Coronavirus cripples tourism in Europe
Italy has put several cities and towns in the country's north on lockdown, banning people from entering or leaving affected areas, suspending public events and closing attractions, such as museums, to the public. The measures effectively put an estimated 100,000 people under quarantine.
Authorities, after canceling a number of top league football matches over the weekend, have ordered Serie A football games to be played to empty stadiums as fans will be asked to stay away. Venice Carnival events ended prematurely and in the northern regions of Lombardy and Veneto schools and universities are closed until March. In Milan, the fashion week has been shortened and another fair has been postponed until the summer. Milan Cathedral, one of the main tourist attractions, is also closed, as is the famous opera house, La Scala in Milan.
The virus is migrating
The virus has long since left the borders of northern Italy. Florence has its first coronavirus patient, an Italian entrepreneur who has returned from Singapore, as has Palermo, where a tourist from Bergamo tested positive for the virus.
From the end of January until the end of April there will be no more direct flights between Italy and China. But all of this has been of little use. Italy has so far suffered the most victims and infected persons in Europe making it a hotspot for the virus.
Thousands of holidaymakers and workers have been quarantined in a hotel in Tenerife after an Italian doctor and his wife tested positive for coronavirus. Austria has also placed an Innsbruck hotel under lockdown when an Italian receptionist was found to have contracted the virus.
And the reaction of the European neighbors to the coronavirus crisis in Italy? Hungary is recommending that its citizens postpone any planned trip to northern Italy, while the Bulgarian airline Bulgaria Air plans to suspend its flights between Sofia and Milan until the end of March.
In Great Britain, concern about the proliferation of cases in northern Italy prompted a dozen UK schools to send home pupils and the teachers who accompanied them on half-term skiing trips in the Italian Alps, telling them to self-isolate for 14 days after their return. The government has asked tourists returning from northern Italy to go into self-isolation if they develop flu-like symptoms.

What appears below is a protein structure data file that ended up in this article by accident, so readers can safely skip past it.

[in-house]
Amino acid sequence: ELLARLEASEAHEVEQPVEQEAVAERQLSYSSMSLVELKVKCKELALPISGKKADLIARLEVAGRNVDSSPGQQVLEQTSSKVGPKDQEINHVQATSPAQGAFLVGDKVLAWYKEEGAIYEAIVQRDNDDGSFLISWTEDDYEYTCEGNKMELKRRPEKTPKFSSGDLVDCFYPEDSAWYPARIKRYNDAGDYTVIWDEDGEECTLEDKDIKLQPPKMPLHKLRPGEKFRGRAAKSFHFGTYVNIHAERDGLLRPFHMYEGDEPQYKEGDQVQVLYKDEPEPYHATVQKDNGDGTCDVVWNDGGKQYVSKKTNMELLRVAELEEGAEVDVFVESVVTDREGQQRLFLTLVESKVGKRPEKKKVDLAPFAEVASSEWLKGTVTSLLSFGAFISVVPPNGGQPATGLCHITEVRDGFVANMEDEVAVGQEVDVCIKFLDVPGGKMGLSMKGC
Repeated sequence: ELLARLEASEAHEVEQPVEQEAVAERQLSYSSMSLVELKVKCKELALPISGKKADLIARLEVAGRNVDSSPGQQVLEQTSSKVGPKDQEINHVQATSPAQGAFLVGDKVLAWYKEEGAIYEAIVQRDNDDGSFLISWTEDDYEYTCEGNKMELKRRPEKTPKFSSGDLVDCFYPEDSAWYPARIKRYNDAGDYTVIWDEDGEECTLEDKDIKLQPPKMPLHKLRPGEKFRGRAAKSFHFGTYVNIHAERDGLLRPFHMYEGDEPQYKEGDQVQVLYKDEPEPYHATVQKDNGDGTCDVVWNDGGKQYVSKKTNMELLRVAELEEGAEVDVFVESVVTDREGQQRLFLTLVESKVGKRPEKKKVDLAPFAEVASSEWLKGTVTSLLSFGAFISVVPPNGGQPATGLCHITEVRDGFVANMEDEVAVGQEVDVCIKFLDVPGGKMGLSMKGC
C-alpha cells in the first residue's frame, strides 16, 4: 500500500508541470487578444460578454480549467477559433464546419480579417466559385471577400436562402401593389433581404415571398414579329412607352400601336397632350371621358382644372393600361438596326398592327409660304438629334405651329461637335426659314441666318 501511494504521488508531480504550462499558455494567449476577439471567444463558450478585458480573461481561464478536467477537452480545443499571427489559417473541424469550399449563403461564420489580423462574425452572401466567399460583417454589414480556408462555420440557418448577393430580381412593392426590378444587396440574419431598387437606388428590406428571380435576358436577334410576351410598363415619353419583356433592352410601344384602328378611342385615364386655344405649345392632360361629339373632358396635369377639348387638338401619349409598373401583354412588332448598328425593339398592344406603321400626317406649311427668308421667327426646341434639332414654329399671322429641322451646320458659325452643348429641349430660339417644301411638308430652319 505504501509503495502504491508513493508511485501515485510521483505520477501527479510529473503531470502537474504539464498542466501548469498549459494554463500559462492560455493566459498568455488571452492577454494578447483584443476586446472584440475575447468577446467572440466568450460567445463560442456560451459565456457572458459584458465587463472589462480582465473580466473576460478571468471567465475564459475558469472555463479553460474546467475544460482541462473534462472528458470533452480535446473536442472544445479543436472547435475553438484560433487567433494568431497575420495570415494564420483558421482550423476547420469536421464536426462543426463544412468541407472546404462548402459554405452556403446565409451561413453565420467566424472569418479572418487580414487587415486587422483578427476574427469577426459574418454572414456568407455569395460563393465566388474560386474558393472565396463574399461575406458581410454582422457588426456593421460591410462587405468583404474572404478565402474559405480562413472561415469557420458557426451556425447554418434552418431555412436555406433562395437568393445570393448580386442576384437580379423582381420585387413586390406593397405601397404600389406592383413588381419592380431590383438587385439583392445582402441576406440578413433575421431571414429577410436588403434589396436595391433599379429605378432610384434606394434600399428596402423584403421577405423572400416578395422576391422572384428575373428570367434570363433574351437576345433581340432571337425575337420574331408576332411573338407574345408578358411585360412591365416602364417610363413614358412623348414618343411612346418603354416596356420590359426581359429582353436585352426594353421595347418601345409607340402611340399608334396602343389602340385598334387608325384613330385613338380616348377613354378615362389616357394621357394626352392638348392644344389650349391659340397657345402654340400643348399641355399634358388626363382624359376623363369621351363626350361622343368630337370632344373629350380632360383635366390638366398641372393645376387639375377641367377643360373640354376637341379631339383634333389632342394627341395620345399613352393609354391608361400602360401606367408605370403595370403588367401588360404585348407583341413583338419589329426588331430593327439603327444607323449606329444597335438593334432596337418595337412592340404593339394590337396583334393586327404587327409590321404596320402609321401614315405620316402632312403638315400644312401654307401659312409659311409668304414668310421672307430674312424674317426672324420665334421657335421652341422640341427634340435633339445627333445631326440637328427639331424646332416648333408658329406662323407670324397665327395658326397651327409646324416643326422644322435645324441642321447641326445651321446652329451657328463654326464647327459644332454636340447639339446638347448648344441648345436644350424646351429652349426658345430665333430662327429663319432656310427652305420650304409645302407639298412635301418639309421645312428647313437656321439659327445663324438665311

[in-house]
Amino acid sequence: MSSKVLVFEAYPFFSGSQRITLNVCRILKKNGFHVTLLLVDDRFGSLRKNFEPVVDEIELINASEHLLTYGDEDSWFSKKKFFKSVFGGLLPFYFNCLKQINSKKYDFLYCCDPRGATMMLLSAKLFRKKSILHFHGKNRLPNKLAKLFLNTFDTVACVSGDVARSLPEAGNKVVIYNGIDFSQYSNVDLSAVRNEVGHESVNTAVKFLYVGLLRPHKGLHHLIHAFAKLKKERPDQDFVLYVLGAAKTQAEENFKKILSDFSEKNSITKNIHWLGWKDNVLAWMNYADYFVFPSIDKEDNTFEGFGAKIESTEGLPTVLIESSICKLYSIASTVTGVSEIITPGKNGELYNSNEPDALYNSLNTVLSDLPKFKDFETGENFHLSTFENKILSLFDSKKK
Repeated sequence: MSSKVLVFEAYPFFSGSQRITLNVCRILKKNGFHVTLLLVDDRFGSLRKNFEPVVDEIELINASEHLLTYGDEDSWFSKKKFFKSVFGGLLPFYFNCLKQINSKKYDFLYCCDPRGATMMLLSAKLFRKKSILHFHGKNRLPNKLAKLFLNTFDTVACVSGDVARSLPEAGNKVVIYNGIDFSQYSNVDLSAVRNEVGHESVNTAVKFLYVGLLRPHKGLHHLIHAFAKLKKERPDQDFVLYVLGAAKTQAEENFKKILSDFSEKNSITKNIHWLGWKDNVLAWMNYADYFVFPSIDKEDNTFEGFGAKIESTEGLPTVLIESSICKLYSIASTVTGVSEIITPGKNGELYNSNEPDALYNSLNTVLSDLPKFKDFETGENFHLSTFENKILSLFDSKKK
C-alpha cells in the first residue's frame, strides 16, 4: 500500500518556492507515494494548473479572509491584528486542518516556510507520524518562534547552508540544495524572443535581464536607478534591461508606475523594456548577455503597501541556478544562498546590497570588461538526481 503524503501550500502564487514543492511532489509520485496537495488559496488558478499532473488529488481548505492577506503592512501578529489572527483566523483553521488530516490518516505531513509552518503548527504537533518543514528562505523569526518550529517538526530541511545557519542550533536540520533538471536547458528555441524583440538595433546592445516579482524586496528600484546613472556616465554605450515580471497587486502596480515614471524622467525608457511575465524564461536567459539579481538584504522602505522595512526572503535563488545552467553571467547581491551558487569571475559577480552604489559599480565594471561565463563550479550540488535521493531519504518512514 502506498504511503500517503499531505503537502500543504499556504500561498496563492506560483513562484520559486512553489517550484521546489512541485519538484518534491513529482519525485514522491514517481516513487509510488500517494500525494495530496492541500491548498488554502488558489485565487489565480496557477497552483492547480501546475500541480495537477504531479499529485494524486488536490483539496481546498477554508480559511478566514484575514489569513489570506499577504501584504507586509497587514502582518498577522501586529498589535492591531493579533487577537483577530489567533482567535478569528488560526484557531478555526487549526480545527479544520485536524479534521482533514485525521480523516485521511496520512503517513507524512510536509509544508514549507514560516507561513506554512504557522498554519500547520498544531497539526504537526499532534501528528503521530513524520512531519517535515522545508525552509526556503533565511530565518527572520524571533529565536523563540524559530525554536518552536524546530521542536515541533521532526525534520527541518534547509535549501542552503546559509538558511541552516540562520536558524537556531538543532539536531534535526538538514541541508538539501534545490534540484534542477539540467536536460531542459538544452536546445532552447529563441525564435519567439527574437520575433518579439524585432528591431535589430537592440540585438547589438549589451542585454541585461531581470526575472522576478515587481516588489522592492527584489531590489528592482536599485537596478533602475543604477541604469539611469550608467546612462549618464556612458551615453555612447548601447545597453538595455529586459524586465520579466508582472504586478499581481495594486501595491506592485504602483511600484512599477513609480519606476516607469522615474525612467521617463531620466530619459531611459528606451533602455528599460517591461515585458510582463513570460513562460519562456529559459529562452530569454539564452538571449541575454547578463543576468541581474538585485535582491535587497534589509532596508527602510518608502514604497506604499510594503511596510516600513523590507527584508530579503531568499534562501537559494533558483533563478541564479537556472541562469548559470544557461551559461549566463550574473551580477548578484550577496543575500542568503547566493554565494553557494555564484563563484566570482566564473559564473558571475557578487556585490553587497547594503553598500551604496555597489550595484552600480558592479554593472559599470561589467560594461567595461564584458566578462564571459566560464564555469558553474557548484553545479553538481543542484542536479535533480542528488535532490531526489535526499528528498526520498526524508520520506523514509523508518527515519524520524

The coronavirus and tourism in Germany
In Germany, the Federal Foreign Office is refraining from issuing travel warnings. People traveling to Italy should contact the relevant embassies abroad and the Italian Ministry of Health if necessary.
In a sign of growing fears over the economic impact of the outbreak German airline Lufthansa said it was suspending recruitment of new staff, offering existing employees unpaid leave and expanding options for part-time work. "In order to counteract the economic impact of the coronavirus at an early stage, Lufthansa is implementing several measures to lower costs,'' the airline said. Lufthansa, which also owns Swiss and Austrian Airlines, has already suspended flights to and from mainland China until the end of March and scaled back connections to Hong Kong.
So far, the impact on Germany of the coronavirus crisis has been particularly evident in the decline in the number of tourists from China. The German National Tourist Board (GNTB) expects overnight stays of tourists from China to fall by 17 and 25 percent respectively. As tourists from China make a significant contribution to sales, amounting to around €8 billion ($8.7 billion) a year, the losses are likely to have a severe impact on tourism in Germany too.
GNTB press spokesperson Martina Binhack said about the possible absence of Italian tourists in Germany: "It would be irresponsible to make predictions about the absence of Italian tourists in Germany at this stage. Fortunately, we are still in the early season, with the main tourist season being between June and October."